The authority for sports coverage in the Fredericksburg region.
OVERVIEW: It would seem that a little interest has moved from the water to the woods as hunting season kicks into full gear. Great fishing options still abound throughout the state, though. Pick a warm, sunny day and give it another shot before winter truly sets in.
RAPPAHANNOCK RIVER: Most fishermen have stowed their rods and changed them out for muzzleloaders so reports are sparse right now. Some catfish are still being caught. Crappie are available. Bass are also being caught.
POTOMAC RIVER: Reel Bass Adventures reports Sandy had a small impact on the Charles County section of the Potomac. The main stem was discolored and littered with floating debris, but several creeks remained fairly clear and very fishable. Bass were responding to hard jerk baits twitched over grasses on flooded flats. Schools of average-sized white perch seemed to enjoy the high water and were foraging on small bait fish located near marsh banks. They would attack any small grub or crappie tube and a few even hit jerk baits intended for bass. The crappie appeared to take a holiday but the action should pick up as water clarity returns to normal. Downriver, rockfish are taking center stage. More and bigger fish are being reported now that water temperatures are beginning to fall. Look for trolling large bucktails, mojos and umbrella rigs will be the most consistent producers.
LAKE ANNA: Hurricane Sandy created a tough week of fishing on the lake according to High Point Marina. The lake was high and muddy. Typically after a major event, the lake will clear and return to normal in about a week. Lake temps are in the upper 60s, but expect that to decrease drastically over the next few weeks. Stripers are turning on strong with the gulls exposing the numerous schools. The fish are schooled well around the splits chasing bait to the surface in low light conditions and schooling deeper in the 20- to 30-foot flats during the day. Run live bait on down lines or jig spoons and flukes at the depth you see the arches on your depth finder to catch these stripers. The fish want to fatten up and will attack the larger baits driving the shad up to the surface with explosive strikes. The best way to locate bass is to start in the backs of the creeks going as far as you dare then finding the slightest channel depression and working it back out targeting stumps, rocks or humps nearby the channel. Shallow running crank baits and spinner baits covering water quickly keying on areas where bait is present will get the job done. Crappie are also moving with the weather conditions. On warming trends they are moving up on the points with brush in 5–10 feet of water; on colder days the larger slabs can be caught on the deeper drops on primary points with structure [boulders or brush] on them. The nicer crappie are feeding on 3-inch Threadfin Shad so try larger baits.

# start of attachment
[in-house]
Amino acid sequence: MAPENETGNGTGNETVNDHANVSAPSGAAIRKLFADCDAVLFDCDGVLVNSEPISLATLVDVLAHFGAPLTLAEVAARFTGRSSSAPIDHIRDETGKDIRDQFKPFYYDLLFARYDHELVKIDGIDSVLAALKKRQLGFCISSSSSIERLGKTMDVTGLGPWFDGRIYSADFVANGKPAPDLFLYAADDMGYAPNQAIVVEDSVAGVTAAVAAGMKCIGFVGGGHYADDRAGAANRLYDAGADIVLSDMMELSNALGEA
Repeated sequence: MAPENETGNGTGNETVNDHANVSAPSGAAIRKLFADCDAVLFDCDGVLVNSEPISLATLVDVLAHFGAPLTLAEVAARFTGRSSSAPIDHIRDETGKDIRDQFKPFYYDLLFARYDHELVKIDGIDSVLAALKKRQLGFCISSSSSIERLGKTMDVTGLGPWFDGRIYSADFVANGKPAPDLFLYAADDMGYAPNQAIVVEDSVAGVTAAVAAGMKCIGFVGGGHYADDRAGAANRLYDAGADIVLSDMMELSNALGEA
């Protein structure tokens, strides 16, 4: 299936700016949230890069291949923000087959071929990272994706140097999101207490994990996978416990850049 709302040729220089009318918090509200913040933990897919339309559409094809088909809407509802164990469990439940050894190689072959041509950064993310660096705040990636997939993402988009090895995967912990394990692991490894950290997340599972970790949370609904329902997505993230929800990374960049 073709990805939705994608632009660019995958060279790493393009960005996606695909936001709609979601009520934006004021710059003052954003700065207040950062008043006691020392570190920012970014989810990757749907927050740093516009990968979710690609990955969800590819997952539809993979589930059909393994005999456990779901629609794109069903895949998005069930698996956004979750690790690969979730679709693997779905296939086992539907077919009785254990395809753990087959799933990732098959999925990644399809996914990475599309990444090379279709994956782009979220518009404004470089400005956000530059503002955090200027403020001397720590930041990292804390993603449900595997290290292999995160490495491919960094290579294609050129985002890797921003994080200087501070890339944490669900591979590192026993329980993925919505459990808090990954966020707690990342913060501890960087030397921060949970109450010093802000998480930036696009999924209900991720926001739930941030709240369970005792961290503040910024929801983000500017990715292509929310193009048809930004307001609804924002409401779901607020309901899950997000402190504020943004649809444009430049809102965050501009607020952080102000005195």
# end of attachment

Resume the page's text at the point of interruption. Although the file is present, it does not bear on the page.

CHESAPEAKE BAY: Julie Ball reports a horrendous week for the mid-Atlantic coast as we were once again humbled by the unbridled power of Mother Nature. Once the smoke clears, anglers can expect much of the late fall fishing trend to pick up. If you venture out into open water; be mindful of the treacherous floating debris, compliments of Sandy. The most predictable fishing scene is still the back water venue, where speckled trout and puppy drum take the show. Even since the storm, speckled trout are responding well to jigs and plastics in most of the usual haunts. Rudee Inlet, Long Creek, the Poquoson flats, and the Elizabeth River are the most productive speck areas this week. Mirrolures and jerk baits are the top lures for the bigger fish, where some are pushing to over 5 pounds. More consistent catches of fish ranging to around 17–22 inches are coming from trolling and casting grubs. Puppy drum are a no-brainer, with hungry fish in most of the same areas, as well as in the surf lines along the ocean front. Tautog action is still good within bay waters. Fiddler crabs are becoming harder to come by, but blue crabs will also do the trick. Inshore and offshore wrecks are showing more tautog activity, along with some flounder and nice seabass, but anglers cannot keep seabass since the season was closed unexpectedly. Big bluefish should still be around many offshore structures once boats can get out to them. Striped bass action is picking up in the lower bay and within the lower bay inlets, rivers, and off fishing piers. The flounder scene is still slow inside the bay, so deeper wrecks are the best bet.
—Compiled by Michael O’Malley